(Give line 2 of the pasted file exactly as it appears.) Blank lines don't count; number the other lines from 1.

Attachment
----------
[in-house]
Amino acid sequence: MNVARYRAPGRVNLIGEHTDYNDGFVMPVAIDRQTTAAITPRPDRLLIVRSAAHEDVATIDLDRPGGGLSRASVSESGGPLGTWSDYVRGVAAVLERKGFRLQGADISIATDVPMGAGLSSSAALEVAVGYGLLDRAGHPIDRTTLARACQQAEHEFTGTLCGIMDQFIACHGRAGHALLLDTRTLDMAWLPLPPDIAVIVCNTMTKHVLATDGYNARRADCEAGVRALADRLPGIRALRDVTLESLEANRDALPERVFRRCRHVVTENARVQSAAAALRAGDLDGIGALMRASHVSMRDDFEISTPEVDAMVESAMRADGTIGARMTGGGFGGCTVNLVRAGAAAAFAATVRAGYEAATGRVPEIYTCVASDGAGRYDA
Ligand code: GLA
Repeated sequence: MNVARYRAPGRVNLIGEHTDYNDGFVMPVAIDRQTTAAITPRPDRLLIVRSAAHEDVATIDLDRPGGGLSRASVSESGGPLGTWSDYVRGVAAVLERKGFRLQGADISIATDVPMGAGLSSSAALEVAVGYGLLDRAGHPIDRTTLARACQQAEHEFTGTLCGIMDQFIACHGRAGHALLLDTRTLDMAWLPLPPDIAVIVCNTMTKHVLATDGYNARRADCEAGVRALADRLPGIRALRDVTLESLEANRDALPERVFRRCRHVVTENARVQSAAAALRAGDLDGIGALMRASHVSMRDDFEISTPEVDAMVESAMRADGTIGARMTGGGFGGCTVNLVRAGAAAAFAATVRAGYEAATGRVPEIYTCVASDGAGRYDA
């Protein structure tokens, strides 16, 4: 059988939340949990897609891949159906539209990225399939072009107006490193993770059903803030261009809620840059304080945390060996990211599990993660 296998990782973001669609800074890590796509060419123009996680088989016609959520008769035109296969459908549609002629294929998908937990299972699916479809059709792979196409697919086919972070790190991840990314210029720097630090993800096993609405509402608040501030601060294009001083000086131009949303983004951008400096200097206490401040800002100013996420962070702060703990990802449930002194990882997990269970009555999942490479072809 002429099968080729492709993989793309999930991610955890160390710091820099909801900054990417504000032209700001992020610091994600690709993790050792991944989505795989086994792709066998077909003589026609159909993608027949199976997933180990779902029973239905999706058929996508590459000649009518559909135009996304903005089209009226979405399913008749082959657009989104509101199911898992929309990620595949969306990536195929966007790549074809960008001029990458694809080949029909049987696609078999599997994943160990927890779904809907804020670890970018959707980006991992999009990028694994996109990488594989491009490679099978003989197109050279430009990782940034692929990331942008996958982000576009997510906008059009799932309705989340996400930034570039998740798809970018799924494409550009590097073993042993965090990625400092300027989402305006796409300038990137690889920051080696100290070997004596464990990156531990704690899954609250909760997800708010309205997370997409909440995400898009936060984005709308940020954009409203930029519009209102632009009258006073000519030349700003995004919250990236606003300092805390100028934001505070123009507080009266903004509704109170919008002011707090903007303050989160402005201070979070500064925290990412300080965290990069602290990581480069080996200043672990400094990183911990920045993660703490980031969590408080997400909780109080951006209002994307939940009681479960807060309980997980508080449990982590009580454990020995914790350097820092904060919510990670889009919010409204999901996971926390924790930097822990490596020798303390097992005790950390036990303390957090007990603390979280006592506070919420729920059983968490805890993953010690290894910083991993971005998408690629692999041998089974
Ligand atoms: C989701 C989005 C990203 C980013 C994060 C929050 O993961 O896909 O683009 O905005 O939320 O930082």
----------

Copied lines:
Amino acid sequence: MNVARYRAPGRVNLIGEHTDYNDGFVMPVAIDRQTTAAITPRPDRLLIVRSAAHEDVATIDLDRPGGGLSRASVSESGGPLGTWSDYVRGVAAVLERKGFRLQGADISIATDVPMGAGLSSSAALEVAVGYGLLDRAGHPIDRTTLARACQQAEHEFTGTLCGIMDQFIACHGRAGHALLLDTRTLDMAWLPLPPDIAVIVCNTMTKHVLATDGYNARRADCEAGVRALADRLPGIRALRDVTLESLEANRDALPERVFRRCRHVVTENARVQSAAAALRAGDLDGIGALMRASHVSMRDDFEISTPEVDAMVESAMRADGTIGARMTGGGFGGCTVNLVRAGAAAAFAATVRAGYEAATGRVPEIYTCVASDGAGRYDA